Banning Russia from International Sport Hurts Revenue and Putin, says U of G Expert

The escalating bans on Russia and Belarus from sports competitions will have long-term consequences for both countries, says a University of Guelph sports management expert. 

Dr. Ann Pegoraro
Dr. Ann Pegoraro

The bans are not only a way to add pressure to the countries — notably, to address Russia’s actions in Ukraine — but they serve as a reminder that sport is a privilege, said Dr. Ann Pegoraro, the co-director of the National Network for Research on Gender Equity in Canadian Sport and a professor in U of G’s Gordon S. Lang School of Business and Economics.  

This week, the International Federation of Association Football (FIFA) and the Union of European Football Associations (UEFA) banned both countries indefinitely from playing in international competitions, including from the World Cup. This means Russia will be eliminated from the 2022 World Cup and the women’s team from the EUROS.  

The International Ice Hockey Federation (IIHF) also banned Russia from hockey tournaments.

More recently, Canada’s basketball team refused to play Russia, putting pressure on the International Basketball Federation to take actions similar to those of FIFA, the UEFA, and the IIHF.  The International Paralympic Committee has also announced the Russian Olympic Committee and Belarus are banned from competing. Ukraine, however, will compete.  

No Sports, No Money, No Privileges  

As the bans increase and the pressure mounts, Russia will begin to see economic consequences, said Pegoraro. A ban from the World Cup means a loss of guaranteed funding for any qualifying team, which in turn leads to a loss of media revenues usually earned from games played, she added.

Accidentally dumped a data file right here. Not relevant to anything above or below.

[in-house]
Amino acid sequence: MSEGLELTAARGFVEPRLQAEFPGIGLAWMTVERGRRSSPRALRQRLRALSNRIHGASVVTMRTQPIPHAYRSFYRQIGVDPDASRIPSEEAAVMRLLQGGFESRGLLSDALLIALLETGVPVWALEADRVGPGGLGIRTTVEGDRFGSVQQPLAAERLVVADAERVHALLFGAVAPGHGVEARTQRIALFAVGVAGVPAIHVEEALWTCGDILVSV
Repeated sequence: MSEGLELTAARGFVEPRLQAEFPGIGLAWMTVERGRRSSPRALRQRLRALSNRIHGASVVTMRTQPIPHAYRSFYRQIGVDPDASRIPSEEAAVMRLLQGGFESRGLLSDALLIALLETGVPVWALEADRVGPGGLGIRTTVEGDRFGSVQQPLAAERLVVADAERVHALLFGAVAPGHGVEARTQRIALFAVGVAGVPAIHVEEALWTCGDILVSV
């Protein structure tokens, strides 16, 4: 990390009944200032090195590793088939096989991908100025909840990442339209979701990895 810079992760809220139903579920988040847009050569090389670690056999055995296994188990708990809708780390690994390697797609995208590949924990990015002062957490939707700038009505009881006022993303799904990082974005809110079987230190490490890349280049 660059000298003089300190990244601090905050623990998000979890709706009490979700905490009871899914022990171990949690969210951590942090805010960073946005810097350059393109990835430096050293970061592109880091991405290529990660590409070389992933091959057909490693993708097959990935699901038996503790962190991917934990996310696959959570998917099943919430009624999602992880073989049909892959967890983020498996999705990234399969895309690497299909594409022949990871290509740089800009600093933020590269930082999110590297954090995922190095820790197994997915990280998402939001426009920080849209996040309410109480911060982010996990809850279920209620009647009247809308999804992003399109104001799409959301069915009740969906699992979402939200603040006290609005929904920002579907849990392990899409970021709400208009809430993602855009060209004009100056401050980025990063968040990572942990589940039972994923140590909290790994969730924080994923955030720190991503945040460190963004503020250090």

“All of this will have a long term impact on Russian sport – less money for development and the inability to compete internationally,” said Pegoraro.

Speaking to The Hockey News, she explained the bans will have a large, long-term effect on Russian hockey. A lack of funding, she said, will lead to a decrease in the visibility of Russian players in the sport, especially for the women’s teams.  

In an interview with Yahoo! Canada Sports, Pegoraro noted sports are used as “an image-building tool” to showcase national pride, especially in hockey, where Russians are often prominent.

“Images of Russian athletes creating moments of nationalistic pride through sporting success will not be seen for some time to come,” she told the media outlet.

It’s not just Russian athletes and clubs who will be affected. 

“This will be a personal injury for Vladimir Putin,” said Pegoraro, noting the Russian president has a long love of sport, using it to build up his own image and that of Russia.

“These bans are removing the privilege of sport from Russia, and also squeezing it financially with loss of revenue,” she said. “Sport is a privilege, not a right.” 

Pegoraro is the Lang Chair in Sport Management and the director of the International Institute for Sport Business and Leadership. Her research interests include sport consumers, marketing and communication.  

She is available for interviews. 

Contact:

Dr. Ann Pegoraro
pegoraro@uoguelph.ca